Vertigo (1958)

Director: Alfred Hitchcock

Vertigo (1958)

No one reading of Vertigo seems to hold universal appeal, but here goes (and watch out: spoilers ahead). We all know what the lie is – Judy (Kim Novak) gussied up to look like Elster’s wife to trick Scottie (James Stewart) into murderous complicity. But what’s the catastrophe? 

It isn’t the death of Madeleine, the object of Scottie’s lust – nor the wife we never met, nor is it the death of Judy, the makeup-caked Kansas girl who played the part of Madeleine. The first never existed, the second we don’t know, and the last was guilty of a crime, not to mention the catalyst that sparked Scottie’s descent into immorality (though let’s not blame her for his faults). The catastrophe of the film’s central lie is the ruined life of Scottie who, by the end, is cured of his acrophobia, but trapped by the past at the moment he’s finally free; fettered to a desire he can neither recreate nor banish. As Richard Brody writing for the New Yorker eloquently suggests, this is what that famous free fall iconically captured via the sickening ‘Hitchcock zoom’ is all about: Scottie’s inescapable fate. 

One Flew over the Cuckoo’s Nest (1975) 

Director: Miloš Forman 

One Flew over the Cuckoo’s Nest (1975)

Early-career Jack Nicholson plays Mac, a hard drinking, foul-mouthed lout who, in an attempt to avoid jail for statutory rape, feigns mental illness and ends up in a psychiatric ward headed by the icy Nurse Ratched (Louise Fletcher). He rips through the unit like a tornado, but he’s a breath of fresh air, instigating basketball games, a breakout fishing trip and a boozy party after hours. His antics do more for the mental wellbeing of his fellow inmates than hours of Ratched’s ‘care’ ever could. 

Lewd and crude, it’s hard to like Mac – but Ratched’s banal cruelty throws his humanity into sharp relief, and before long we’re sympathising with this rough-cut everyman. Sadly for him, his opponent has the relentless, crushing heft of bureaucracy behind her, and his lie to avoid jail swiftly turns tragic.

L’Argent (1983) 

Director: Robert Bresson

L’Argent (1983)

In L’Argent – a loose adaptation of Tolstoy’s novella The Forged Coupon – small gestures accrue monumental moral weighting through sound: the dry rustle of money, the chime of a cash register and the slam of a car door mark the banal actions that trace the journey of a forged banknote that poisons everyone with whom it comes into contact. The lie here is capitalism itself, represented by the note, which is acquired and passed on by the son of a wealthy couple to a respectable shopkeeper. With what ease these bourgeois characters lie, and willingly watch the ripples of that lie turn into waves that upturn those less well off. Characteristically, Robert Bresson is interested in those on the margins: lowly blue-collar workers and criminals occupy this tale, and are ultimately the ones who suffer most.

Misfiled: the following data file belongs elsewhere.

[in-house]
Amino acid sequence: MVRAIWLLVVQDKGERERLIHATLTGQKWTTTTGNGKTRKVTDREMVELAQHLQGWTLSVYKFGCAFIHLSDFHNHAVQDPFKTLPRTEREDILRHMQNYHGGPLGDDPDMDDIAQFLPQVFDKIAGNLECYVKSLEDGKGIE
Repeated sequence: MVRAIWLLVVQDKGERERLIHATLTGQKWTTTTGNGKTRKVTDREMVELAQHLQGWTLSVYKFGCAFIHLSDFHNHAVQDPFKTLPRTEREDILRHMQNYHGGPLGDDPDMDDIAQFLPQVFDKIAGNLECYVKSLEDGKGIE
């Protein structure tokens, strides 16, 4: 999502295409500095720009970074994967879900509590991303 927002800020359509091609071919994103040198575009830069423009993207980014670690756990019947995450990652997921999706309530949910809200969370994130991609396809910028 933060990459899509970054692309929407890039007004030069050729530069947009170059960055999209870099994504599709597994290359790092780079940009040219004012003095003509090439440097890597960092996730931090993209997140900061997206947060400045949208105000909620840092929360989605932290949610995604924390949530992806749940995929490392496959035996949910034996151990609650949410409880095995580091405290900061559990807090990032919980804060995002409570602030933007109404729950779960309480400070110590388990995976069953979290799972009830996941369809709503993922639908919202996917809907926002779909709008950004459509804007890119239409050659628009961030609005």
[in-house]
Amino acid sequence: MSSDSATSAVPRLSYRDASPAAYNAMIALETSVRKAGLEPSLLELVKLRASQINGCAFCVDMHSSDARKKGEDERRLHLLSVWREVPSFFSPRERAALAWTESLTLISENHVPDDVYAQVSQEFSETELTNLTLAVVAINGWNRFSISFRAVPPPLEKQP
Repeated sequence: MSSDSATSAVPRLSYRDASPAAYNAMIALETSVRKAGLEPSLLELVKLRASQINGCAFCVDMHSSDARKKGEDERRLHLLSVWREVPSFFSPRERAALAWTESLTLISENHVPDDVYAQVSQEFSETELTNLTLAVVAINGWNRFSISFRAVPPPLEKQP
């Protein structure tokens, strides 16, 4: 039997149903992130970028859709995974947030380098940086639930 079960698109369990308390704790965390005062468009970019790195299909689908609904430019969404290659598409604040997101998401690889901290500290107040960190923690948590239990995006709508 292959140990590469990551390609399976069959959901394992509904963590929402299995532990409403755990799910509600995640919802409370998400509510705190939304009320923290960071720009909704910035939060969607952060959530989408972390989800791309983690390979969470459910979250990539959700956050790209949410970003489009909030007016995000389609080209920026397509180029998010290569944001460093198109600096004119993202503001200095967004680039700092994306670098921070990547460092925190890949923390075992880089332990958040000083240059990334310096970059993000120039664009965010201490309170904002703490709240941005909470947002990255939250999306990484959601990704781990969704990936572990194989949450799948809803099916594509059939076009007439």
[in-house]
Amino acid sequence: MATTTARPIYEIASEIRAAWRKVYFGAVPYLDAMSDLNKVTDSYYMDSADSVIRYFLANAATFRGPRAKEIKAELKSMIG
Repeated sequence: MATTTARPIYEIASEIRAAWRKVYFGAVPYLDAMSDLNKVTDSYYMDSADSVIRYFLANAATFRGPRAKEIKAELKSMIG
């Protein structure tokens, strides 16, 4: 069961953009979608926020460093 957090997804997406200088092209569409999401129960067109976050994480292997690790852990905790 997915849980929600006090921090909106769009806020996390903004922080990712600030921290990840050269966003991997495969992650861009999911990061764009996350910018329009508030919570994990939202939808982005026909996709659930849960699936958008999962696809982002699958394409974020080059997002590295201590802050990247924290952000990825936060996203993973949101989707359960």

The swansong of Bresson’s career, it’s a story told with thrilling economy, mixing enigmatic gaps with blinding directness: hearing “L’argent” uttered over a shot of a blood-spattered wall tells us all we need to know.

The Remains of the Day (1993) 

Director: James Ivory

The Remains of the Day (1993)

Self-deception is a tricky beast; the human mind expert at clouding our vision with biases and blocking out the objectionable. Closely following the Booker Prize-winning novel by Kazuo Ishiguro on which it’s based, The Remains of the Day centres on ageing butler Stevens (Anthony Hopkins) as he drives through the West Country on a short break away from his place of employment. Much of the film is told via flashback as he reminisces about his time working there under the hall’s former owner, Lord Darlington, who we gradually learn was a Nazi sympathiser. 

The buttoned-up Stevens reveals little about his feelings, but through his memories and present day interactions, we learn two things: firstly, that he dedicated the best years of his life to his former boss; and secondly, that he now feels shame for having served such a man. The tragedy is profound, yet quiet: it’s the tale of a man who sees, too late, that he has wasted his life. 

The Hunt (2012)

Director: Thomas Vinterberg 

The Hunt (2012)

The proverb ‘out of the mouths of babes’ pairs wide-eyed innocence with inherent truth-telling – what it misses is that the corrupting influences begin from the moment we’re born. In Thomas Vinterberg’s film about a beloved kindergarten teacher (Mads Mikkelsen) who’s accused of sexual contact by a pupil (Annika Wedderkopp), a pornographic magazine is the corrupting force that lends tragic credence to a young girl’s lie. 

It’s excruciating watching well-meaning adults unwittingly place words in the mouth of an overwhelmed child – as it is watching the devastating effects of this false accusation slowly tear a life, a school, two families and then a close-knit village apart. Where The Hunt excels, though, is in showing the pervasiveness of a lie. Like the smell of damp infiltrating a house that no amount of scent can mask, the girl’s childish mistake marks her teacher forever. 

Parasite (2019) 

Director: Bong Joon Ho

Parasite (2019)

‘Banjiha’, the name for South Korea’s semi-basement flats, gained international fame on the release of Boon Joon Ho’s pitch-black comedy about a family who gain access to an affluent home by posing as professionals. By 2022, the Seoul government promised to ban the dank dwellings after deadly floods, but the vast gap between the haves and the have-nots that forms the core of Parasite remains. 

Inspired by Kim Ki-young’s The Housemaid (1960), and the story of Christine and Léa Papin, two live-in maids who murdered their employer, Bong Joon Ho’s class fable treads uncomfortable ground: the idea that those you invite into your home could turn against you. But there’s a bigger lie at play here, and, once again, it’s capitalism. The film’s title refers doubly to those who live off the wealthy household and, more poignantly, to the upper classes who leech off the labour of those below, keeping them in docile servitude by the lie that one day they’ll make it, if they just work hard enough.